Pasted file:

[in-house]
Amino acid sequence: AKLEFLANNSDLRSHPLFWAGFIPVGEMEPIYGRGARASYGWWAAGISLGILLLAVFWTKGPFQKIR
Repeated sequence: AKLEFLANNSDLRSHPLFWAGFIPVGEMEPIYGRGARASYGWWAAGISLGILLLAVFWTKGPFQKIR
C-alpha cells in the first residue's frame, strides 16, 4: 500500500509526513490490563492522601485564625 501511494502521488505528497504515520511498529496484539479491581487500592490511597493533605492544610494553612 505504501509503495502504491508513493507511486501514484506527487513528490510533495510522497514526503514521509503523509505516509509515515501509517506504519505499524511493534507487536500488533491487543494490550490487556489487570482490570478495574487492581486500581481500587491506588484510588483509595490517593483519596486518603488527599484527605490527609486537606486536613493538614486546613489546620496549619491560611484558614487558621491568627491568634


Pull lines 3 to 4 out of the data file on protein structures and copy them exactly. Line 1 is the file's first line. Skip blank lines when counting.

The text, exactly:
Repeated sequence: AKLEFLANNSDLRSHPLFWAGFIPVGEMEPIYGRGARASYGWWAAGISLGILLLAVFWTKGPFQKIR
C-alpha cells in the first residue's frame, strides 16, 4: 500500500509526513490490563492522601485564625 501511494502521488505528497504515520511498529496484539479491581487500592490511597493533605492544610494553612 505504501509503495502504491508513493507511486501514484506527487513528490510533495510522497514526503514521509503523509505516509509515515501509517506504519505499524511493534507487536500488533491487543494490550490487556489487570482490570478495574487492581486500581481500587491506588484510588483509595490517593483519596486518603488527599484527605490527609486537606486536613493538614486546613489546620496549619491560611484558614487558621491568627491568634